Rosh Hashanah I

Finding Faith

Finding Faith

This past July, during a visit with my mother in Maryland, we happened upon the Harriet Tubman Underground Railroad National Historical Park, on the Eastern Shore.  Established just a few years ago, the Park has a wonderful visitors’ center, with a great exhibit about Tubman’s life and the activity of the Underground Railroad in Maryland and Virginia.

Active Hope

Rosh Hashanah is traditionally understood as the day that God sits in judgment over all of creation.  The great medieval scholar Maimonides, in his code of Jewish law, the Mishneh Torah, writes that this “judgment” takes the form of a scale, weighing human transgressions against good deeds.  For each person, if our positive deeds outweigh our negative ones, then we come out on the side of merit.  Conversely, if the bad outweighs the good, then we are considered among the wicked.  And, Maimonides goes on, the same applies to an entire country, and the collect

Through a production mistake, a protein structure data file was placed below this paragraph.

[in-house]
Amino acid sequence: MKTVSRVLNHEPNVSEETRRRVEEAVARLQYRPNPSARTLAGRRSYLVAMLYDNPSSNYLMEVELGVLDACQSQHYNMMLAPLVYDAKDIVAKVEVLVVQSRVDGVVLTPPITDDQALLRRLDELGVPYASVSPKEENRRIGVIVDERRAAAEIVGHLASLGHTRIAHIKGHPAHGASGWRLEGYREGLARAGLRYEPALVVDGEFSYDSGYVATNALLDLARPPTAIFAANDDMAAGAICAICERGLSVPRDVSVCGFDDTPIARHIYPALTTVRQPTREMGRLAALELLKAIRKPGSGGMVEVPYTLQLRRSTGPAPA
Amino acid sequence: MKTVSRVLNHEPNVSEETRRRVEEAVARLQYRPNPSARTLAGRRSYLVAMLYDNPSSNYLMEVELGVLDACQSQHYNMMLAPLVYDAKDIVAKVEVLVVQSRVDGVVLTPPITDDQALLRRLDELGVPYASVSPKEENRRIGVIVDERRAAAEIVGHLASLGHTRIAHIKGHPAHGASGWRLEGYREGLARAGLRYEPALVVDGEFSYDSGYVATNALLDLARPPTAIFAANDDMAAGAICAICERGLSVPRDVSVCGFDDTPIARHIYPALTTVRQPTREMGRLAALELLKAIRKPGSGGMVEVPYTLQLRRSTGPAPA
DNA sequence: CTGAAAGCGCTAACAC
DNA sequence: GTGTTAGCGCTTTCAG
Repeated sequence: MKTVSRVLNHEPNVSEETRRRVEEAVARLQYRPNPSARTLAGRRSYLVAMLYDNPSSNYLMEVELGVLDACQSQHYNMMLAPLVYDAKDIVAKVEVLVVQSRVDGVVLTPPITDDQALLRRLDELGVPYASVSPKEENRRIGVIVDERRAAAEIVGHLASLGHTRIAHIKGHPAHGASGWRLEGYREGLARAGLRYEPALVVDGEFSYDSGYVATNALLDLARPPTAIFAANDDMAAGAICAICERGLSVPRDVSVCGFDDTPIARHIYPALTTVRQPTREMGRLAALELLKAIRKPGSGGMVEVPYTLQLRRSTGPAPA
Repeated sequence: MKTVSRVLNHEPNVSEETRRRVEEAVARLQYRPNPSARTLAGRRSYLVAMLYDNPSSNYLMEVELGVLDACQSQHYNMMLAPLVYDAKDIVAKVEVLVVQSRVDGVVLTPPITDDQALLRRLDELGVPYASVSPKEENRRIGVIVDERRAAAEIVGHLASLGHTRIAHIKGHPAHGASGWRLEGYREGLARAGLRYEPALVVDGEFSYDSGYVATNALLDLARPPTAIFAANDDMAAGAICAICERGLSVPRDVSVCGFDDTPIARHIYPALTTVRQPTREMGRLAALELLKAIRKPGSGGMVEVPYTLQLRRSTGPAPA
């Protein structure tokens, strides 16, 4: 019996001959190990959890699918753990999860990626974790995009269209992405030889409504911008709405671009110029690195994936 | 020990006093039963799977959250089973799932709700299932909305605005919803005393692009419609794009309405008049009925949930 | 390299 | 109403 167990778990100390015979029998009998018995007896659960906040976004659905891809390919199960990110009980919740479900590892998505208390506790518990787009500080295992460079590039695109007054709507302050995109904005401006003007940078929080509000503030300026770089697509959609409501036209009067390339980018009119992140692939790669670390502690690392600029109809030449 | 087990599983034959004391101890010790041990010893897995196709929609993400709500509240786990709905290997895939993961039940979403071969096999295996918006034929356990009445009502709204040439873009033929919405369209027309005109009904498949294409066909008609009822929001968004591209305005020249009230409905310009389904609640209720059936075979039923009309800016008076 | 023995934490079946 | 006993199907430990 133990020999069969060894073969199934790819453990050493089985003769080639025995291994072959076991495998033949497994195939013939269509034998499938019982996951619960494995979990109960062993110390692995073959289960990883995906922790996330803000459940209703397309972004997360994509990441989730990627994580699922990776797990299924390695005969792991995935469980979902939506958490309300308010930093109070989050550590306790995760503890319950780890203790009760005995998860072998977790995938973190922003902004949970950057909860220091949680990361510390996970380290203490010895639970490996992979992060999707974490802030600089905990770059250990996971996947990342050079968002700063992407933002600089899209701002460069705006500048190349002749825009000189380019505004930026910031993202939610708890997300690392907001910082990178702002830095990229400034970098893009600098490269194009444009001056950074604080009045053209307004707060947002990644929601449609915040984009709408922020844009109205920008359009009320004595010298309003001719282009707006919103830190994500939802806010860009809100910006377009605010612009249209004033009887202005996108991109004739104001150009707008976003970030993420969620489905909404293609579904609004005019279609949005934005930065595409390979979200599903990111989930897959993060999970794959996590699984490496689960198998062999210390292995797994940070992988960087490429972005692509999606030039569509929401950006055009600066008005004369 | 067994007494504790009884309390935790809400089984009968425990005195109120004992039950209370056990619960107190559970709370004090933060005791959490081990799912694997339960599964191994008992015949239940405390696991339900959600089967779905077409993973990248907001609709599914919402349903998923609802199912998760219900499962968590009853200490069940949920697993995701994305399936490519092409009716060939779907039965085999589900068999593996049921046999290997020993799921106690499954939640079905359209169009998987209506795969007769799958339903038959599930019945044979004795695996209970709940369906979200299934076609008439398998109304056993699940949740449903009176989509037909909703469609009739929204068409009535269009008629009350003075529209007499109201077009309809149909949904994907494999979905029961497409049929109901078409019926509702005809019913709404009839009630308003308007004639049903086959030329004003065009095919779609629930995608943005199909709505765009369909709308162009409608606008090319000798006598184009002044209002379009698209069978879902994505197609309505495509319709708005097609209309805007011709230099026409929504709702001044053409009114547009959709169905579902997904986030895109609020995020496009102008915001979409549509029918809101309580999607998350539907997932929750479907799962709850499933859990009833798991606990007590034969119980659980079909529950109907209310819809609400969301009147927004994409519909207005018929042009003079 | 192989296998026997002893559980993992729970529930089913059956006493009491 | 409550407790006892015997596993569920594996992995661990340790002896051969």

Asking for Fear

Last year, I cut out of the paper a graphic op-ed called “100 Years of Fears,” by Phillip Niemeyer.  In it, he puts a little graphic and a heading for the major cultural fear of each year.  Here are a few of what he includes:

The Unetaneh Tokef: Jewish Koan

The Unetaneh Tokef: Jewish Koan

A little earlier this morning, as we recited some of the liturgy unique to the High Holydays, we chanted a prayer-poem—a piyyut—called the Unetaneh Tokef. It’s a complex and challenging piece of liturgy, containing themes that echo throughout these Days of Awe.

God & Metaphor

God & Metaphor

Rabbi Toba Spitzer

Rosh Hashanah 5773

 

 

Thirty-One Flavors

Rabbi Toba Spitzer

There are moments, bits of conversation, that can stay with us for a long time, interactions that still echo years later. A few sentences that a friend and I said to each other nearly 20 years ago has remained with me ever since. As I prepared this talk I realized that in some ways my life of the past 10 years has been a partial answer to a conversation that was never finished.

Unetaneh Tokef: The Spiritual Challenge of This Moment

Rabbi Toba Spitzer

It hasn’t been the easiest thing, to come up with words that match the enormity of what we have experienced this week. Sometimes it has felt that silence, or tears, or shouts of pain, are the only appropriate response. And I imagine many of us feel overwhelmed with words and images—from the TV, the radio, the newspaper.

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